Roughly eight years ago, Terry, Ellen and Richard were passengers on a journey that involved moving from Las Vegas out to an overnight visit to the Grand Canyon. After stopping at the Hoover Dam, a few minutes looking over a map, we adjust the supposed fastest route to a brilliant detour onto a stretch of the legendary Route 66. Awesome.

There is a saying that many of us have heard, where the mythical destination is marked by an X. That’s where the treasure resides. I had started this essay out with a few thoughts in mind, most of them designed to make some sort of connection with “arrive at your destination”, less with “recalculating”, and a bit about the end point of a treasure map.

Along the way though, I began to sense I was missing something. A “happy accident” button.

There are apps out there that are designed to help you find places you normally would never find. But there’s always an aspect that an app misses. Usually it’s something obvious, such as someone without a smartphone not using apps, and as such not benefitting from them.

For a clearer concept, you can’t provide an e-mail address if you don’t have an e-mail address. And yet, the world had moved along to the point where it assumes everyone has an e-mail address.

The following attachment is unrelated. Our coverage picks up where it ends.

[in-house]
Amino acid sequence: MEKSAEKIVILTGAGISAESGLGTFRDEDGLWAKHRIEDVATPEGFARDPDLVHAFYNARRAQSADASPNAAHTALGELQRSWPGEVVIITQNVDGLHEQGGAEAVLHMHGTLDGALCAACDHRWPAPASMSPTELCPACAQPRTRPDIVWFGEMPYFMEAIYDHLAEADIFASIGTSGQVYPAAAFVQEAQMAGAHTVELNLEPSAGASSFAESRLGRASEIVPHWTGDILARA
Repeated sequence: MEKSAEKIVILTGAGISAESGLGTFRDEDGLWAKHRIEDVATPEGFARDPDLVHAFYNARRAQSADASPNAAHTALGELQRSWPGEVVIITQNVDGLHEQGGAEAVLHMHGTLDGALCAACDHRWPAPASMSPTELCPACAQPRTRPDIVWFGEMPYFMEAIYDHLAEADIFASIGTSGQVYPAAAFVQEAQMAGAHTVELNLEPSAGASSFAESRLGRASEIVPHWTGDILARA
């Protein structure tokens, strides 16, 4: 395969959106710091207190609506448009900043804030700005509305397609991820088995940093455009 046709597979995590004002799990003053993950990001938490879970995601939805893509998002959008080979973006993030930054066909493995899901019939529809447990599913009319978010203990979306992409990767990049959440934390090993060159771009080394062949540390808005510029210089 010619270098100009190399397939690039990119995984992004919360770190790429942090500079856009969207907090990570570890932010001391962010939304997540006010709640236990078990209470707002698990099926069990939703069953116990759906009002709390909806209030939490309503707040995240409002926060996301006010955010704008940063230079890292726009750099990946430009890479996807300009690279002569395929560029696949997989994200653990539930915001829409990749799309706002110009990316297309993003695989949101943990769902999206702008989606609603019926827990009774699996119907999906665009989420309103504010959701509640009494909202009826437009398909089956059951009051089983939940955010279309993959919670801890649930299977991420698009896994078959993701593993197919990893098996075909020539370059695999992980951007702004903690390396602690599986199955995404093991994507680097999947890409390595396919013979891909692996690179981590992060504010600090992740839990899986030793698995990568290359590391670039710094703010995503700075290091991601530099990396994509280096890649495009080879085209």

If you live in New York City… Chicago… or insert any major city here… the reality is simple. A two or three-mile radius around your location is significantly different than a similar radius would look for someone in Peach Springs, Arizona.

I think I’d like to be able to set my GPS up for a journey, and every so often hit that “happy accident” button. Something designed to offer up an option or two for sightseeing, national monuments, food and shopping beyond the general and popular destinations.

Unfortunately, I see problems. I’m not going to get a “happy accident” button. As soon as anyone could streamline the process… and I do mean streamline, since many of you are already prepping messages to tell me I could navigate around GPS options on any unit to find national parks, community attractions, and more… the real problem is that sponsorship and ad revenue would kick in and take on a significant (and unwelcome) presence.

You’re hoping to get a referral to the best local Navajo Tacos… served up on fresh Fry Bread… but the old GPS company took some money for preferred placements in the happy accident rankings, and suddenly a national chain tops the listing.

In the end, I’m led back to something I learned years ago, when working on an ambulance. The quote was easy: “It’s a poor craftsman that blames his equipment.” It’s up to us to know the blessings of our tools, the methods for using them, and the limitations they have.

The GPS will lead me to the X on the map. It can offer me some options along the way. I can ultimately arrive at the treasure. But it’s up to me to look around and notice the scenery that’s part of the journey.